The World Bank on Wednesday reduced its 2019 growth forecast for the Philippines to 6.5 percent from an earlier estimate of 6.7 percent, saying “the outlook for the global economy has darkened.”
The Washington-based multilateral lender predicted that annual growth in the Philippines would pick up to 6.6 percent in 2020 and 2021. It estimated that the country’s gross domestic product expanded 6.4 percent in 2018.
The Philippines is seen to remain one of the fastest growing economies in the East Asia and Pacific region this year, outperforming major economies such as China which is forecast to grow 6.2 percent; Indonesia, 5.2 percent; Malaysia, 4.7 percent; and Thailand, 3.8 percent.
“Growth in commodity-importing economies excluding China is moderating. In the Philippines, activity has slowed as surging inflation, capacity constraints, and currency pressures have prompted authorities to hike policy rates,” the World Bank said in the January 2019 Global Economic Prospects report.
The Philippine economy grew 6.1 percent in the third quarter, pulled down by accelerating inflation that resulted in the slowdown in household spending for the period.
Inflation hit a nine-year high of 6.7 percent in October, before moderating in the following months. It eased to 6 percent in November and 5.1 percent in December, bringing the full-year average to 5.2 percent, beyond the government’s target range of 2 percent to 4 percent.
Economic managers said the slowdown in inflation at the latter part of the year could be attributed to the immediate measures implemented by the government aimed to curb inflation.
“Growth among commodity importers is projected to moderate in 2019 as it converges with its potential rate. Excluding China, the 2018 growth outlook for EAP [East Asia and the Pacific] commodity importers has been downgraded because of a moderation in private consumption amid rising inflation in the Philippines,” the World Bank said.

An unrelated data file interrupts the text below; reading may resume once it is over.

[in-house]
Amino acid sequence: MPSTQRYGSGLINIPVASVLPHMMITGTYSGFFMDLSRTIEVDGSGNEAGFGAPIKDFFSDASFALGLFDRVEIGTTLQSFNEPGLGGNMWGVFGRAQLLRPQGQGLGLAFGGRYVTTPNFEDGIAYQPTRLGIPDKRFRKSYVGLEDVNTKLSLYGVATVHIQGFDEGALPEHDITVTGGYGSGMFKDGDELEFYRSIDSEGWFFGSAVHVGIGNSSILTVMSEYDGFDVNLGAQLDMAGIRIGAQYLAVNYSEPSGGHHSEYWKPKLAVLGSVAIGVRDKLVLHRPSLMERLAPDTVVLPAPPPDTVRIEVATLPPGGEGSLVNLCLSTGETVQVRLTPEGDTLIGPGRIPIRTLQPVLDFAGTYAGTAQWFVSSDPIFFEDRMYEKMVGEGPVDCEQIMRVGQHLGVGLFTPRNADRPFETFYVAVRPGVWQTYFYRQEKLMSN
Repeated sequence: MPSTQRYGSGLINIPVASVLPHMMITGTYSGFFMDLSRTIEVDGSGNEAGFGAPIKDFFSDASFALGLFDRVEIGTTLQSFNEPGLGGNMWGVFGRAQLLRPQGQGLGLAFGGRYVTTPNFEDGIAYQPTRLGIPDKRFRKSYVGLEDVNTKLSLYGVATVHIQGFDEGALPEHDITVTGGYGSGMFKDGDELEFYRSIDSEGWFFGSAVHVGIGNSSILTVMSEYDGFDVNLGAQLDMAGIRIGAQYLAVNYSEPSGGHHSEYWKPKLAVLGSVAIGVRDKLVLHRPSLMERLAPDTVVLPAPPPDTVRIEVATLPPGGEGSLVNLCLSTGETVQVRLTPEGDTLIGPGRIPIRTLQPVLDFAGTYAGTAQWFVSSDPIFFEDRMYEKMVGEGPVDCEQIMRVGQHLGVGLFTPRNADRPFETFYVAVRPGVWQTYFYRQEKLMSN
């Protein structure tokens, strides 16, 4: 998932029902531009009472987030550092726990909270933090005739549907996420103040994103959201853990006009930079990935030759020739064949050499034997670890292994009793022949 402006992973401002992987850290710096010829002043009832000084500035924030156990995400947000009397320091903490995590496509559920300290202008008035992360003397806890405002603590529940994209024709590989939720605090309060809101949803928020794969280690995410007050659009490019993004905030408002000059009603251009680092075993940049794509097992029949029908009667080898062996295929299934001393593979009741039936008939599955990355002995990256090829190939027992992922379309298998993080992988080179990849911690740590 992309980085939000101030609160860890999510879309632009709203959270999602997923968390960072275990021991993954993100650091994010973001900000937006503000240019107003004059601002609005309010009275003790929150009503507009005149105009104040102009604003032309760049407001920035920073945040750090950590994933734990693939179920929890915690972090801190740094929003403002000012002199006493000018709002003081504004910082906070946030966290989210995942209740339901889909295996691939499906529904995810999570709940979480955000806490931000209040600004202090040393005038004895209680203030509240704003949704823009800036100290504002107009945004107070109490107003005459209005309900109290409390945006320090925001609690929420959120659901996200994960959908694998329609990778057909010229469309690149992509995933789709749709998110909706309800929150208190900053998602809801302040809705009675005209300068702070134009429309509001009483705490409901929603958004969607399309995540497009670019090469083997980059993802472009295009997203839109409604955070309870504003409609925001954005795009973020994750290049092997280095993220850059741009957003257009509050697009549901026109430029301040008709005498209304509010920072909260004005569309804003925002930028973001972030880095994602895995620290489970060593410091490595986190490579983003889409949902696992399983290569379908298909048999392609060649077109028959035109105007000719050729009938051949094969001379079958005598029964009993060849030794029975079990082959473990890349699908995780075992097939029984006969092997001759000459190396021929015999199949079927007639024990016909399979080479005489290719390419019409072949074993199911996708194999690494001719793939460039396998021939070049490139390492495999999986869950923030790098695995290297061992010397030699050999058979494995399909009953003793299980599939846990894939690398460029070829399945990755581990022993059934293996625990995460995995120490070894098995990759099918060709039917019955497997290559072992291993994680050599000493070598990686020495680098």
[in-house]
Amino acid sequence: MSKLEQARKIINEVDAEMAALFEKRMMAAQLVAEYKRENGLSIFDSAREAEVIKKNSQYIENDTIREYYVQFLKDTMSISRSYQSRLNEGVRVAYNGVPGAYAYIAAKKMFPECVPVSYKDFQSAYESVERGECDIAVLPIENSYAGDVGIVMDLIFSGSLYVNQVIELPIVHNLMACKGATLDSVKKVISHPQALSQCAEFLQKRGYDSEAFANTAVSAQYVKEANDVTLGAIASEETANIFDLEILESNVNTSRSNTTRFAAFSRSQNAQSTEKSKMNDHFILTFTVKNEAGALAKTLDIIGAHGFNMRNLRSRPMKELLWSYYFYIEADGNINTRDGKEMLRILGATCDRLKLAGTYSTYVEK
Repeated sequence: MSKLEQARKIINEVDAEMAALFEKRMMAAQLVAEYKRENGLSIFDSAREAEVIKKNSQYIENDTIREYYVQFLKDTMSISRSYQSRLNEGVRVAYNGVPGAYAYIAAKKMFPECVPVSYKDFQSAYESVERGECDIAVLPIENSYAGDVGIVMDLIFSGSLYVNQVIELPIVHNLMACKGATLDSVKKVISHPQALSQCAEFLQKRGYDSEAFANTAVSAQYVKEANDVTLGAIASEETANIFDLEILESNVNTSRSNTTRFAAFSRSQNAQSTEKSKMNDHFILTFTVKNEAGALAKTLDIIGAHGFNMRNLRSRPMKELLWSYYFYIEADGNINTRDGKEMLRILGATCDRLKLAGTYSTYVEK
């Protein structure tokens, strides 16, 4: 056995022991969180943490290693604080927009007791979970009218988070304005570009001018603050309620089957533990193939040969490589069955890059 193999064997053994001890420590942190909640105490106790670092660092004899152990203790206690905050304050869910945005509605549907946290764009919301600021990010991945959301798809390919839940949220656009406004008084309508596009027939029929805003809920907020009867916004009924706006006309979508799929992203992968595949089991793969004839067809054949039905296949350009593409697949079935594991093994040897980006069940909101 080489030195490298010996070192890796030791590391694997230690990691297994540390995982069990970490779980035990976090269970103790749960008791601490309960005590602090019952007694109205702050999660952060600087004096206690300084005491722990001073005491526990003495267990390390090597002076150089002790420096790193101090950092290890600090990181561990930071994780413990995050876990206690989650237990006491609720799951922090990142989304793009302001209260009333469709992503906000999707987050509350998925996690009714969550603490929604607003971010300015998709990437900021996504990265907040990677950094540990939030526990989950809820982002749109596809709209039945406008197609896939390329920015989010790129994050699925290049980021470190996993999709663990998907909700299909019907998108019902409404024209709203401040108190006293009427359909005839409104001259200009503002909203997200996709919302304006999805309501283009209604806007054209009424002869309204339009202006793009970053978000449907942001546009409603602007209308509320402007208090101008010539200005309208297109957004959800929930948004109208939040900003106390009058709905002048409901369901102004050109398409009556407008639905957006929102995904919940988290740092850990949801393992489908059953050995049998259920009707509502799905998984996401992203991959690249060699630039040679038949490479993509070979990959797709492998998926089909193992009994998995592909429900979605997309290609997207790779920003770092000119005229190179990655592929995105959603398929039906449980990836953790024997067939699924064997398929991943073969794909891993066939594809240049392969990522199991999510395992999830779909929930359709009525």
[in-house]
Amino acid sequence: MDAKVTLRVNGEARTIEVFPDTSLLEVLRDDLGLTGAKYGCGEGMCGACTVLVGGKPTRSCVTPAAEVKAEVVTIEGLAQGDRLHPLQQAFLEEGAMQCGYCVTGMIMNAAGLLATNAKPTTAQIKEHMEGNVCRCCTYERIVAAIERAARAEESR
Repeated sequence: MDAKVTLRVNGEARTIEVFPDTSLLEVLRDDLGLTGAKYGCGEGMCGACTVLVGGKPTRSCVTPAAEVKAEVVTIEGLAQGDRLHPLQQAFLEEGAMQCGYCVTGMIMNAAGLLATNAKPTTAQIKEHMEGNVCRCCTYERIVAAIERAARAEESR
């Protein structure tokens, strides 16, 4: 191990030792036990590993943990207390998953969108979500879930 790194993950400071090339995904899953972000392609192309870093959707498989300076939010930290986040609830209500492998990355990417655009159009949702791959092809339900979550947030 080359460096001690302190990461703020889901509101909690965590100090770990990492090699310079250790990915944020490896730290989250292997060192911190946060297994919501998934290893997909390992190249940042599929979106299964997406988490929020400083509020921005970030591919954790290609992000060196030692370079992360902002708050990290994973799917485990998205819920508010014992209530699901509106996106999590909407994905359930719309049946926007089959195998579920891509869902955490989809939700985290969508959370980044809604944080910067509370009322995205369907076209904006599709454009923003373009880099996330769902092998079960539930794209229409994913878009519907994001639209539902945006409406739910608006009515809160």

Growth forecast for East Asia and the Pacific was reduced to 6 percent from an earlier estimate of 6.1 percent.
“East Asia and Pacific remains one of the world’s fastest-growing developing regions. Regional growth is expected to moderate to 6 percent in 2019, assuming broadly stable commodity prices, a moderation in global demand and trade, and a gradual tightening of global financial conditions,” it said.
Growth in China is expected to slow to 6.2 percent this year as domestic and external rebalancing continue. The rest of the region is expected to grow 5.2 percent in 2019 as resilient domestic demand offsets the negative impact of slowing exports.
Indonesia’s growth is expected to hold steady at 5.2 percent. The expansion of the Thai economy is projected to slow in 2019 to 3.8 percent.
“Global economic growth is projected to soften from a downwardly revised 3 percent in 2018 to 2.9 percent in 2019 amid rising downside risks to the outlook,” the World Bank said.
“International trade and manufacturing activity have softened, trade tensions remain elevated, and some large emerging markets have experienced substantial financial market pressures,” it said.
Growth among advanced economies is forecast to drop to 2 percent this year, it said, while slowing external demand, rising borrowing costs and persistent policy uncertainties are expected to weigh on the outlook for emerging market and developing economies.
“Robust economic growth is essential to reducing poverty and boosting shared prosperity,” said World Bank Group vice president for equitable growth, finance and institutions Ceyla Pazarbasioglu.
“As the outlook for the global economy has darkened, strengthening contingency planning, facilitating trade, and improving access to finance will be crucial to navigate current uncertainties and invigorate growth,” Pazarbasioglu said.